For their part, Tanzania's national officials had long recognized the ability of protected areas to attract international tourism. In this debt-ridden country, which is also one of the poorest in the world,5 national parks have served as a crucial source of foreign exchange. In addition, during the 1980s and 1990s the World Bank and IMF were presiding over attempts to transform Tanzania's socialist economy to a market-oriented form of capitalism through "structural adjustment" policies. These financial institutions, along with other multilateral and bilateral development agencies, were anxious to encourage tourism--one of the largest items in global GNP6--as a development strategy for Tanzania and other poorer countries. Thus, the marine park fit comfortably into the agendas of both government officials and development organizations. Consequently, in a joint effort between international organizations and Tanzanian national ministries, an organizational and legal framework was ultimately approved in the mid-1990s that would serve as the basis not only for the Mafia Island Marine Park, but as a prototype for future marine parks throughout Tanzania.

Unlike the situation in many wildlife parks on the mainland, Mafia's residents were largely supportive of the concept of a marine park.7 Many depended heavily on fishing for their livelihoods and were angered by the practice of "dynamite fishing," an illegal technique used primarily by nonresident fishers from Dar es Salaam operating in the waters around Mafia. The dynamite blasts created underwater shock waves, which killed or stunned the fish that then floated to the surface and were scooped into boats, providing fishers with large harvests that required minimal (although risky) effort. Dynamiting, however, also ravaged the coral reefs that shelter fish and on which fish feed--reefs that are known on Mafia as the nyumba ya samaki or "home of the fish." According to residents, the underwater landscape was increasingly turning into a "desert" ( jangwa) and the numbers of fish were decreasing. Although many residents on Mafia had reservations about the creation of a marine park, and worried in particular about potential restrictions on their own fishing practices, most were more concerned with the need to stop dynamiting. In a planning workshop held on Mafia in 1991, representatives of Mafia's villages, once assured of residents' rights to participation, of help in halting dynamiting, and of the creation of jobs and economic opportunities within the park, enthusiastically agreed to support the incipient marine park (MTNRE 1992; T. R. Young 1993).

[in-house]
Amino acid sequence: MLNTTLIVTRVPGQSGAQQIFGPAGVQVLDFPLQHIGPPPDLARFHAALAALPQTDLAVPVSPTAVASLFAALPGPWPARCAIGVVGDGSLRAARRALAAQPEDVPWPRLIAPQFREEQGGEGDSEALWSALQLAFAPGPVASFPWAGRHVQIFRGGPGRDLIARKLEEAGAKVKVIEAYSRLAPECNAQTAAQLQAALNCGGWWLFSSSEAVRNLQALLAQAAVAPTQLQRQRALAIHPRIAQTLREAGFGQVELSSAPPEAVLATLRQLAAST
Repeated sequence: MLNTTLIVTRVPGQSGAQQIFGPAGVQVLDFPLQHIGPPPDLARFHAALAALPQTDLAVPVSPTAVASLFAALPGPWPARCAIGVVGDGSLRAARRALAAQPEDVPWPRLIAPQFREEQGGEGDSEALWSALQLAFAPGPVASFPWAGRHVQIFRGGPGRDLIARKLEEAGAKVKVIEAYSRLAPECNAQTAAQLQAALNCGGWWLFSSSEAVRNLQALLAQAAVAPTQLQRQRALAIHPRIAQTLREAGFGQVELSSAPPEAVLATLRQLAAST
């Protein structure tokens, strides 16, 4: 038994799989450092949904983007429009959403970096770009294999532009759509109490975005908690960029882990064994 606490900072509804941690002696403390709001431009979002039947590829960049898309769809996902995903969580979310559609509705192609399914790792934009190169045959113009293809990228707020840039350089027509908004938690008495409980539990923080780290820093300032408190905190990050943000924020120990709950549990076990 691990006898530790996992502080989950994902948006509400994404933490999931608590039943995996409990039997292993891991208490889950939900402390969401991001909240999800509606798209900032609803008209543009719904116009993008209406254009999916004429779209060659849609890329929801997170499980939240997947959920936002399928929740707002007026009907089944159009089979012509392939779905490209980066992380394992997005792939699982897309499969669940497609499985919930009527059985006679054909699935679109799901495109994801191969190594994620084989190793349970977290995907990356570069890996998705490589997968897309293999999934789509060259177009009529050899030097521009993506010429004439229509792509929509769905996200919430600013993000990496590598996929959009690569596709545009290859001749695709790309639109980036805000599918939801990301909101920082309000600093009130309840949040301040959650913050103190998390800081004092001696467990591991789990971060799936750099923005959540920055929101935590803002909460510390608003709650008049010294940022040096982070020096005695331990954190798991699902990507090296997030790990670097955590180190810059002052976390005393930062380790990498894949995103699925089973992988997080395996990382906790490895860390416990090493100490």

However, the 1995 Ecotourism Seminar was the first meeting--as representatives of the ten villages located within the marine park would ruefully point out--to which they had been invited since the initial planning workshop in 1991. While the seminar had been called by WWF to discuss ways to ameliorate any detrimental social and environmental effects associated with tourism within the park, village representatives politely but persistently steered the discussion to more fundamental issues about the set-up and running of the park. Although the park had been described in the project's draft general management plan as "for the people and by the people" (GMP 1993:iv), residents made it clear that even the most basic information about the park had not been shared with them. The growing tensions surrounding the park emerged in striking form that afternoon. When television journalists from Dar es Salaam and their camera crew began conducting interviews on the hotel's luxurious patio, village representatives, after conferring in hushed tones, put forward a spokesperson to address the television camera in KiSwahili. In a move that would startle national and international representatives at the seminar, the village delegate boldly told the camera that members of the government agency that was entrusted with overseeing the creation of the marine park had in fact been "cooperating" with dynamite fishers, and that Mafia residents wanted the government agency removed from involvement in the park. Although the content of the message surprised few present, the openness of the accusation created a stir at the workshop (although many non-KiSwahili-speaking participants would only belatedly hear of the accusation, if at all). Perhaps even more startling than the words of the village representative was the subsequent broadcasting of this interview on national television and radio in the heady days preceding Tanzania's 1995 multiparty election, the first since the beginnings of one-party rule in 1965.


The contestation at the 1995 Ecotourism Seminar offers a brief glimpse of the social struggles which occurred during the implementation process of the Mafia Island Marine Park between 1994 and 1997. The goal of this book is to capture the nature of those struggles--what I refer to as the "social drama" of the marine park--in terms of the day-to-day tensions and alliances found among Mafia residents, government officials, and representatives of international organizations as each group attempted to control and define the incipient park. Although Mafia residents were initially both hopeful and wary of the marine park, their position had turned to one of strong support by the time I finished my fieldwork in 1997. Yet as documented in the epilogue to this book, the "social drama" of the marine park has been an ongoing one filled with occasionally dramatic reversals. When I returned to Mafia in 2000, many residents now claimed they hated the park, stating that it was waging a "war" against them and their livelihoods. In this book, I have attempted to make sense of these evolving struggles, considering the broader socioeconomic, political, and historical contexts in which such contestation has occurred. The goal of attempting to understand how this once promising project came to be widely hated by Mafia residents is, I believe, an important one. The answers suggest issues that should be addressed, not only by scholars of East Africa, environmentalists, or aid workers, but also by those interested in thinking critically about interactions between various parts of the world in the first years of a new millennium.